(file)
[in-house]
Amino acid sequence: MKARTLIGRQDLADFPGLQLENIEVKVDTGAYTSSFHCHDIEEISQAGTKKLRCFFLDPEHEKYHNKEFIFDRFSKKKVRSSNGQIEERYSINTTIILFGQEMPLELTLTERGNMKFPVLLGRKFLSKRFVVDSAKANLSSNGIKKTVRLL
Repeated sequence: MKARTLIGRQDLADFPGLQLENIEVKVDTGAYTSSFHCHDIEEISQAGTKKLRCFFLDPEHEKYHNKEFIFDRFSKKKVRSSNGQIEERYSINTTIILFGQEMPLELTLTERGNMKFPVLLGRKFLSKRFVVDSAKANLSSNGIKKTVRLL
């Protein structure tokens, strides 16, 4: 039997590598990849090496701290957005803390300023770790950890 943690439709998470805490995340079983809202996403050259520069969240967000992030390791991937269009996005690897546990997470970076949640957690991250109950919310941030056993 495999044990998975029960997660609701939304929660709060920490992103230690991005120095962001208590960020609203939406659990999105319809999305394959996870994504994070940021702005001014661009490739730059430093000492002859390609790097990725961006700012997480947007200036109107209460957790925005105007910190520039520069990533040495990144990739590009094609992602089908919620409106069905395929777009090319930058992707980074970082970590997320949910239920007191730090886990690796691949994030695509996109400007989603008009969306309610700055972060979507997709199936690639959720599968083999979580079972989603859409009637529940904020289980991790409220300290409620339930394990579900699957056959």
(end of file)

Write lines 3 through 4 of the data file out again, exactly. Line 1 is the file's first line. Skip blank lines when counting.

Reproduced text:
Repeated sequence: MKARTLIGRQDLADFPGLQLENIEVKVDTGAYTSSFHCHDIEEISQAGTKKLRCFFLDPEHEKYHNKEFIFDRFSKKKVRSSNGQIEERYSINTTIILFGQEMPLELTLTERGNMKFPVLLGRKFLSKRFVVDSAKANLSSNGIKKTVRLL
């Protein structure tokens, strides 16, 4: 039997590598990849090496701290957005803390300023770790950890 943690439709998470805490995340079983809202996403050259520069969240967000992030390791991937269009996005690897546990997470970076949640957690991250109950919310941030056993 495999044990998975029960997660609701939304929660709060920490992103230690991005120095962001208590960020609203939406659990999105319809999305394959996870994504994070940021702005001014661009490739730059430093000492002859390609790097990725961006700012997480947007200036109107209460957790925005105007910190520039520069990533040495990144990739590009094609992602089908919620409106069905395929777009090319930058992707980074970082970590997320949910239920007191730090886990690796691949994030695509996109400007989603008009969306309610700055972060979507997709199936690639959720599968083999979580079972989603859409009637529940904020289980991790409220300290409620339930394990579900699957056959």